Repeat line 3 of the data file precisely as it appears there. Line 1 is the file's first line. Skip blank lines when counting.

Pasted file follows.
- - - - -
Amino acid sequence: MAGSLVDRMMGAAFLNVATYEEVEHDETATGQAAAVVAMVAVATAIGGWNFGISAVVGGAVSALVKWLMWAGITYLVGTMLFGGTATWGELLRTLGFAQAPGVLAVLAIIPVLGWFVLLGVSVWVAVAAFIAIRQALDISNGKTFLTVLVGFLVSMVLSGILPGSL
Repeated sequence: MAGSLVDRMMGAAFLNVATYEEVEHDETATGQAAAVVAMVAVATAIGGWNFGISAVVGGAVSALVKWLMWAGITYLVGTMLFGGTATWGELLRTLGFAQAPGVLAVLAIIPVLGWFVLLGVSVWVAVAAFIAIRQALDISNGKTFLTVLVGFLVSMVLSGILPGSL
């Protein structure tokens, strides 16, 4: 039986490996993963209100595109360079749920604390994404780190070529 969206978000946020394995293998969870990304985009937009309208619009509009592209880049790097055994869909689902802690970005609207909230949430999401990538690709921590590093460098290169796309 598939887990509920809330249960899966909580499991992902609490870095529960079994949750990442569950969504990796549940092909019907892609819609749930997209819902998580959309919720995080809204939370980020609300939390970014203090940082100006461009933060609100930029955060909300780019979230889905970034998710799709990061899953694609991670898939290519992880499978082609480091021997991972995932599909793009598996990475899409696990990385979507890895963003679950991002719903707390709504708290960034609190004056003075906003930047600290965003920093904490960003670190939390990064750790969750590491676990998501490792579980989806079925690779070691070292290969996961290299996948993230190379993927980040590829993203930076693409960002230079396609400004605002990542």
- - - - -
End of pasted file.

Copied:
């Protein structure tokens, strides 16, 4: 039986490996993963209100595109360079749920604390994404780190070529 969206978000946020394995293998969870990304985009937009309208619009509009592209880049790097055994869909689902802690970005609207909230949430999401990538690709921590590093460098290169796309 598939887990509920809330249960899966909580499991992902609490870095529960079994949750990442569950969504990796549940092909019907892609819609749930997209819902998580959309919720995080809204939370980020609300939390970014203090940082100006461009933060609100930029955060909300780019979230889905970034998710799709990061899953694609991670898939290519992880499978082609480091021997991972995932599909793009598996990475899409696990990385979507890895963003679950991002719903707390709504708290960034609190004056003075906003930047600290965003920093904490960003670190939390990064750790969750590491676990998501490792579980989806079925690779070691070292290969996961290299996948993230190379993927980040590829993203930076693409960002230079396609400004605002990542």